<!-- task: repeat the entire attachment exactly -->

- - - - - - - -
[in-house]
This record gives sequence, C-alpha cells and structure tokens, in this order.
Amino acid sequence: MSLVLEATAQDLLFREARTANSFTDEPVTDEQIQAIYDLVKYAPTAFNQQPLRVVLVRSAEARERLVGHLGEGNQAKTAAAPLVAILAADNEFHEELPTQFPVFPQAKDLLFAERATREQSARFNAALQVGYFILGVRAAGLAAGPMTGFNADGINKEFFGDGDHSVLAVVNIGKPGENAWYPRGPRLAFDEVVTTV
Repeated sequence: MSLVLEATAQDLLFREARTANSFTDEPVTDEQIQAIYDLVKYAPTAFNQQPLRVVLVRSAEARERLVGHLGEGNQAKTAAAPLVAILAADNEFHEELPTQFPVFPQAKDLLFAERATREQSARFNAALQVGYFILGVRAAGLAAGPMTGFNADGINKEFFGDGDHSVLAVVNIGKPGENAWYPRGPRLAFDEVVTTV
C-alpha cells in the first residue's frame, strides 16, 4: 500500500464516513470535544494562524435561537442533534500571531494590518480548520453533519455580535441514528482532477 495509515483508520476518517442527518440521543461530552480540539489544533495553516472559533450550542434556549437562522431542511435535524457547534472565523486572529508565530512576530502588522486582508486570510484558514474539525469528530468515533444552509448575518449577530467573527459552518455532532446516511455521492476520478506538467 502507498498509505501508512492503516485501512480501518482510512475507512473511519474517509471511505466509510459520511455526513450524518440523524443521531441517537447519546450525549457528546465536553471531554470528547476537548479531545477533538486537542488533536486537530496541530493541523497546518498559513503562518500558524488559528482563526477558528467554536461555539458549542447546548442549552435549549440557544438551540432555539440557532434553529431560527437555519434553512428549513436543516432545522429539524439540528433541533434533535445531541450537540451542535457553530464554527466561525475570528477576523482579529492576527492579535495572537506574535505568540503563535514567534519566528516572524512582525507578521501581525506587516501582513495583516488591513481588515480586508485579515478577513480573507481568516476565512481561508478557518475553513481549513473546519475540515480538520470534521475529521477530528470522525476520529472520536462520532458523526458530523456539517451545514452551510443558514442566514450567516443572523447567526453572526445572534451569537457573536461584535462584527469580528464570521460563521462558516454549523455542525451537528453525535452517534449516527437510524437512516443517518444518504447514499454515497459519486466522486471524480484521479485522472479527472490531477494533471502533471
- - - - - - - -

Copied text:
[in-house]
This record gives sequence, C-alpha cells and structure tokens, in this order.
Amino acid sequence: MSLVLEATAQDLLFREARTANSFTDEPVTDEQIQAIYDLVKYAPTAFNQQPLRVVLVRSAEARERLVGHLGEGNQAKTAAAPLVAILAADNEFHEELPTQFPVFPQAKDLLFAERATREQSARFNAALQVGYFILGVRAAGLAAGPMTGFNADGINKEFFGDGDHSVLAVVNIGKPGENAWYPRGPRLAFDEVVTTV
Repeated sequence: MSLVLEATAQDLLFREARTANSFTDEPVTDEQIQAIYDLVKYAPTAFNQQPLRVVLVRSAEARERLVGHLGEGNQAKTAAAPLVAILAADNEFHEELPTQFPVFPQAKDLLFAERATREQSARFNAALQVGYFILGVRAAGLAAGPMTGFNADGINKEFFGDGDHSVLAVVNIGKPGENAWYPRGPRLAFDEVVTTV
C-alpha cells in the first residue's frame, strides 16, 4: 500500500464516513470535544494562524435561537442533534500571531494590518480548520453533519455580535441514528482532477 495509515483508520476518517442527518440521543461530552480540539489544533495553516472559533450550542434556549437562522431542511435535524457547534472565523486572529508565530512576530502588522486582508486570510484558514474539525469528530468515533444552509448575518449577530467573527459552518455532532446516511455521492476520478506538467 502507498498509505501508512492503516485501512480501518482510512475507512473511519474517509471511505466509510459520511455526513450524518440523524443521531441517537447519546450525549457528546465536553471531554470528547476537548479531545477533538486537542488533536486537530496541530493541523497546518498559513503562518500558524488559528482563526477558528467554536461555539458549542447546548442549552435549549440557544438551540432555539440557532434553529431560527437555519434553512428549513436543516432545522429539524439540528433541533434533535445531541450537540451542535457553530464554527466561525475570528477576523482579529492576527492579535495572537506574535505568540503563535514567534519566528516572524512582525507578521501581525506587516501582513495583516488591513481588515480586508485579515478577513480573507481568516476565512481561508478557518475553513481549513473546519475540515480538520470534521475529521477530528470522525476520529472520536462520532458523526458530523456539517451545514452551510443558514442566514450567516443572523447567526453572526445572534451569537457573536461584535462584527469580528464570521460563521462558516454549523455542525451537528453525535452517534449516527437510524437512516443517518444518504447514499454515497459519486466522486471524480484521479485522472479527472490531477494533471502533471